69% of the recommendations were of a preventative nature, 16% dealt with enforcement while 16% were a combination of the two. One would hope that  the political response to this excellent community effort would not distort the message from the community. In other words, the recommendations suggest most of the efforts directed to reducing crime should be go to addressing the roots of poverty and crime rather simply by adding more police officers.

Click to enlarge. From metrocosm.com

The United States has greatly increased its spending on prisons compared to education and community support. It’s clear that this approach doesn’t work. Let’s not make the same mistake here.

Incidentally, Premier Ford has said that he wants to bring back TAVIS (Toronto Anti Violence Intervention Strategy). Let’s hope he doesn’t. He’s already on record as opposing the January 1, 2019 minimum increase from $14 to $15 so it’s clear he’s not very good at cause and effect.

Update: this article was amended to correct the impression that the meeting was held under the auspices of only one (but awesome) community association.

Time to Effectively Address Gun Violence

Once again Weston Road, and York South-Weston generally, has been in the news quite a bit thanks to more senseless violence and young lives lost. However, responses to violence in our community that propose more police and do not take real crime fighting solutions into account are just as destructive; this past week we have once again been inundated with more of these ineffectual and reactionary responses. On September 6, Midyanta Community Services hastily put together what was promoted as a “Community Consultation” for the Black community at the Jane Street Hub with Toronto Chief of Police Mark Saunders.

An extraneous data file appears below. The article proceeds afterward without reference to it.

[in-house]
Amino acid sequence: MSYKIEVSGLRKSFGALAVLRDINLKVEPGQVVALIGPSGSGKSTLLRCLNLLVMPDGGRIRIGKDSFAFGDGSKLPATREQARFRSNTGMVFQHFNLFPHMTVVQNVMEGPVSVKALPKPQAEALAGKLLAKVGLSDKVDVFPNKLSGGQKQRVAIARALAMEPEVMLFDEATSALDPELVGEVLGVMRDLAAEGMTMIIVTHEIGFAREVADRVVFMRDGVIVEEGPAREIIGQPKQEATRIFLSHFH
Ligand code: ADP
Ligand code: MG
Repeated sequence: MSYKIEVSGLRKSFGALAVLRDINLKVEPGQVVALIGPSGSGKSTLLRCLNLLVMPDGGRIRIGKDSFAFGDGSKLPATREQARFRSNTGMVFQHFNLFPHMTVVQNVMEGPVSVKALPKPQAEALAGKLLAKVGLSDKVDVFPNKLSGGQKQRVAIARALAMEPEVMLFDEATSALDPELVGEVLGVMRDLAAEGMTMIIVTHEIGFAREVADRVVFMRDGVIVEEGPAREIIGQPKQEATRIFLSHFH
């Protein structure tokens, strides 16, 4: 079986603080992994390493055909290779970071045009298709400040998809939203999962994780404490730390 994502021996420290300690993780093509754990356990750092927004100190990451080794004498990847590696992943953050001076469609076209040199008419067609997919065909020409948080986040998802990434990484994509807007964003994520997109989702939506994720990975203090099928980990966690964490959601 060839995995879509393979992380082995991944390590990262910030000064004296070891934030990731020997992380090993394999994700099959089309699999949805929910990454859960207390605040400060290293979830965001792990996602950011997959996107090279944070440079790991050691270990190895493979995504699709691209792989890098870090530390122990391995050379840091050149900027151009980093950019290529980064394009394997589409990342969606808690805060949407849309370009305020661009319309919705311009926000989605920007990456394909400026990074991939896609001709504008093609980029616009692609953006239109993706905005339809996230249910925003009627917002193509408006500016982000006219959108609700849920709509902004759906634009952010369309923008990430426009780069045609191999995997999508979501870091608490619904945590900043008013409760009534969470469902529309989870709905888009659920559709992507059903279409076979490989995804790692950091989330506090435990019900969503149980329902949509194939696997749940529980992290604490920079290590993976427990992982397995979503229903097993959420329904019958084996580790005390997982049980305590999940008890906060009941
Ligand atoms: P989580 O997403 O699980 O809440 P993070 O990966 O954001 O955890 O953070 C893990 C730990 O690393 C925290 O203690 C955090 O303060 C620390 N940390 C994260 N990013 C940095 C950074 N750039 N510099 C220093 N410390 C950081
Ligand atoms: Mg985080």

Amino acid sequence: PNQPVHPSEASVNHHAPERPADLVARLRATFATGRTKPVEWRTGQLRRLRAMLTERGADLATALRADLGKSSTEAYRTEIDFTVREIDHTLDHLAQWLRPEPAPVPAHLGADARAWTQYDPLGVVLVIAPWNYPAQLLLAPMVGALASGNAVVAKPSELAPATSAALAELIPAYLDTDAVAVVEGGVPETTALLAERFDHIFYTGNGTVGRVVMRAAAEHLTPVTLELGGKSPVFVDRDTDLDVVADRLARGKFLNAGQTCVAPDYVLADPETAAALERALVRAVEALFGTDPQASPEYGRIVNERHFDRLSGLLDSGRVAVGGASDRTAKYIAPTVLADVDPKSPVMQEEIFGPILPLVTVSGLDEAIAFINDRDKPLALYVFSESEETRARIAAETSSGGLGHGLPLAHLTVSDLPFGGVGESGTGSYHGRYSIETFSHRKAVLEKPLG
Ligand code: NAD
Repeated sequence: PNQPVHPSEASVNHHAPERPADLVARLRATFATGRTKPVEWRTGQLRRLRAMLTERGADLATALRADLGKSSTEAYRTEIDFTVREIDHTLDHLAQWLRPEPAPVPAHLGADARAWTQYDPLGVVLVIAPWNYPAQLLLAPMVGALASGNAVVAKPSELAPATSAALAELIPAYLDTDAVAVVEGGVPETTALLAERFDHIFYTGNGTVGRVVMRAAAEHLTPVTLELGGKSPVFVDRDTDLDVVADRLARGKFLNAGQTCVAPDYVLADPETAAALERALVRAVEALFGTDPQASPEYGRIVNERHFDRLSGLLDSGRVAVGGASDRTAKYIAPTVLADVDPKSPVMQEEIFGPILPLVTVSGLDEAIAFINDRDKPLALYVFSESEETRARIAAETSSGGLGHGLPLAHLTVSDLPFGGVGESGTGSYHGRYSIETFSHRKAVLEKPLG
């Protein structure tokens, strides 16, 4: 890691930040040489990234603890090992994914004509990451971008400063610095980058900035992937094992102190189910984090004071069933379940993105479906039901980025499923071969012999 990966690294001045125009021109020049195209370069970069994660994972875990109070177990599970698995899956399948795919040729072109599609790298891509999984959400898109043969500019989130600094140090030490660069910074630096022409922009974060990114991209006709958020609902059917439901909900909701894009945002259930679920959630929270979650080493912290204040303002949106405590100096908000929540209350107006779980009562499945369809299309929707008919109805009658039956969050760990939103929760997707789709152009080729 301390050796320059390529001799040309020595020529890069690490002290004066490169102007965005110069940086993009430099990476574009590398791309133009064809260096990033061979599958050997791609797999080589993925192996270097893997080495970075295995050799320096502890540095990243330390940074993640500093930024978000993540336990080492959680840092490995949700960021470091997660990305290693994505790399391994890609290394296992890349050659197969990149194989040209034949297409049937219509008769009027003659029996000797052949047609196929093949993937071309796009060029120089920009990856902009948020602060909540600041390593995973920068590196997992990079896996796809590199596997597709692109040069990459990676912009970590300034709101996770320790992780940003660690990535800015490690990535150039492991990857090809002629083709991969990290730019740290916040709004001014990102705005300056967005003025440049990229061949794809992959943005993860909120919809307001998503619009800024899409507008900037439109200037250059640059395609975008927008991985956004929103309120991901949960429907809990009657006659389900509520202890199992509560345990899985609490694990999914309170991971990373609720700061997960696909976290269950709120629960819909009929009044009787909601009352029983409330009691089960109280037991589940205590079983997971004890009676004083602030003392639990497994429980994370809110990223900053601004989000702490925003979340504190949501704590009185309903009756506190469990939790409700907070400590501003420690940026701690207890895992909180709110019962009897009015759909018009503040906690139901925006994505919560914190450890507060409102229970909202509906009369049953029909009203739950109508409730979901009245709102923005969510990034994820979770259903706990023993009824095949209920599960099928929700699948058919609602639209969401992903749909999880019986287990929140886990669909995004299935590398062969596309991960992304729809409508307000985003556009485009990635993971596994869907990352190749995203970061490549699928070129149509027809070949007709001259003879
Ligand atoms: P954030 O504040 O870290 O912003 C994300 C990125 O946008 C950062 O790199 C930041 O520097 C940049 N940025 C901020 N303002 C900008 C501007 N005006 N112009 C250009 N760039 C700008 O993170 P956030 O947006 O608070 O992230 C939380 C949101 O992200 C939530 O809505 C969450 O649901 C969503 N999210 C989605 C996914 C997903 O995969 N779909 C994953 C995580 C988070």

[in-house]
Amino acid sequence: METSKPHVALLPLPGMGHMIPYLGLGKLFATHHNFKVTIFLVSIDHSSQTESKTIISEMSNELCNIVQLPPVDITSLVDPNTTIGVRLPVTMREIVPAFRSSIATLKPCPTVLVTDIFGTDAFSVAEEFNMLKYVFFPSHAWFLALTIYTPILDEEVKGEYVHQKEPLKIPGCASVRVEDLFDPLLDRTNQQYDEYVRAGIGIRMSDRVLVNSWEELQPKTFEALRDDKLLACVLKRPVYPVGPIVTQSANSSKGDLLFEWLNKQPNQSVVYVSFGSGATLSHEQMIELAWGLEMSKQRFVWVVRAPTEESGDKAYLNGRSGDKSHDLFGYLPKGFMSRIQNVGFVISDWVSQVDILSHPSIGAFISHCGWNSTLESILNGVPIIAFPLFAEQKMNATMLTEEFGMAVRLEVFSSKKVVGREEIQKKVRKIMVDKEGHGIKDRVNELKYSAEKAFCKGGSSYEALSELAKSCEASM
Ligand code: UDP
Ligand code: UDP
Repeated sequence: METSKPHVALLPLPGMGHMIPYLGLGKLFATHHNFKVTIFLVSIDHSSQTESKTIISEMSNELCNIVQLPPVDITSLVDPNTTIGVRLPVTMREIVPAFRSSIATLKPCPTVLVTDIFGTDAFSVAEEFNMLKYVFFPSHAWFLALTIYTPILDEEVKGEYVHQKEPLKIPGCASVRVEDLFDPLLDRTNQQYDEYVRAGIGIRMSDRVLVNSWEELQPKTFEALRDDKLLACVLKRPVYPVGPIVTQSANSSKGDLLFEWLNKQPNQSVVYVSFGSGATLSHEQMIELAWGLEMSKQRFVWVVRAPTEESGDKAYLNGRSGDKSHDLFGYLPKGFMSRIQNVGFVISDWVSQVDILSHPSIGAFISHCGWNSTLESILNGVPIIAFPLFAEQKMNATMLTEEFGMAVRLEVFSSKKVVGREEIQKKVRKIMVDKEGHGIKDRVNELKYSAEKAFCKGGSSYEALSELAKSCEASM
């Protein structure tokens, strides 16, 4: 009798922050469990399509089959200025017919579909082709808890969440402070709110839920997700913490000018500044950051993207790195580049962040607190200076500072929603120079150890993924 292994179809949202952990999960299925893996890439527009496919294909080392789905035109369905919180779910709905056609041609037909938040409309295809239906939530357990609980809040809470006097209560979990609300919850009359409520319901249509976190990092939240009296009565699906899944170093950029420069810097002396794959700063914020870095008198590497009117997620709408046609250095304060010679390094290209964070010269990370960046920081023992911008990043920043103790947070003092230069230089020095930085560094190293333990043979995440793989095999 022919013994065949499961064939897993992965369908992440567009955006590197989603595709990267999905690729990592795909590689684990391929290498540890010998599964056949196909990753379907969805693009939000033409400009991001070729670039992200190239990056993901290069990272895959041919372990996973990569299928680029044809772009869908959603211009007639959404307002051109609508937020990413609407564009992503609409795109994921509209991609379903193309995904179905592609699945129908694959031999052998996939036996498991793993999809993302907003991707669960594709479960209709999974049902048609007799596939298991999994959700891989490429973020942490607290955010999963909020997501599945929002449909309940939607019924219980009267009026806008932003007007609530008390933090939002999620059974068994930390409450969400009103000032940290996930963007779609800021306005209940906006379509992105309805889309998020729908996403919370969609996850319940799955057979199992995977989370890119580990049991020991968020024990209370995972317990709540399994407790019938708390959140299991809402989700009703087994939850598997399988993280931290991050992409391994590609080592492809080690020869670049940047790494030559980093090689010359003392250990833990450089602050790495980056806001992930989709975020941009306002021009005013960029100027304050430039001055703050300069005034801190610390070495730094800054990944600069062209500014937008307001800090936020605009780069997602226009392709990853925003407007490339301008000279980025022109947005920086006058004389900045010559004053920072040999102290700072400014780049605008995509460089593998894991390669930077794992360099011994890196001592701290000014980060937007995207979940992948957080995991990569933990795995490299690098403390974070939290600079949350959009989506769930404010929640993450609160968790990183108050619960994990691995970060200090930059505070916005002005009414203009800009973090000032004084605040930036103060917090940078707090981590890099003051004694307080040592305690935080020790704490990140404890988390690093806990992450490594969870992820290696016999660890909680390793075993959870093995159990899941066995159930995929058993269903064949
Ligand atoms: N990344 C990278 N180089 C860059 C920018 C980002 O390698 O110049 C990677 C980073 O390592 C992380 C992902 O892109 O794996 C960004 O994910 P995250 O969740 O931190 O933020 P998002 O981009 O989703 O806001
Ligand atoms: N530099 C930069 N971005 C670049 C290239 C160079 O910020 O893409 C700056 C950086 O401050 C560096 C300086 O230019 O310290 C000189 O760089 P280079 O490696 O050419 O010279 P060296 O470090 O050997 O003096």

I attended this meeting and was pleasantly surprised and happy to hear the Chief talk about the need for addressing the root causes of violence. Saunders went as far to say that arresting a perpetrator is too late and there is a need for intervention much earlier. However, he could and would not go farther than that. When I pressed him on his willingness to champion redirecting funding from police (such as Doug Ford’s proposal to give $25 million dollars over 4 years to Toronto police to address guns and gangs) to poverty reduction strategies he was quick to state that he cannot do that and offered little on what he can do.

While I was very disappointed in this response, Saunders was put in a difficult position and unfairly left on a limb by himself. When discussing the root causes of crime we cannot go to police we must demand our elected representatives to step up; sadly, in York South-Weston, they are not doing that.

The problem with gun violence and criminality in Toronto is not the magnitude but the concentration of the violence; meaning some communities are drastically over-represented by the impact of direct gun violence. More police does not address this fact and the evidence is clear. The evidence shows that if we want to address criminality we must address poverty, housing, access to food, employment, education, and the ways racial inequality is prevalent in all these areas.

 

The staff at Midyanta Community Services quite effectively showed this at the meeting last week by highlighting that crime statistics for 2018 showed an over concentration in low-income communities with high concentration of Black, racially marginalized, and recent Canadian communities; this includes York South-Weston. Consider the following:

  • York South-Weston has the 3rd highest drop out rates in high school according to the Toronto District School Board’s August 2016 Report on Cohort Graduation Rates
  • 30% of children under 18 in York South-Weston live in poverty with York South-Weston being in the top 30 ridings in Canada with highest rates of child poverty (https://campaign2000.ca/wp-content/uploads/2018/06/Campaign-2000-Riding-by-Riding-Child-Poverty-Report.pdf).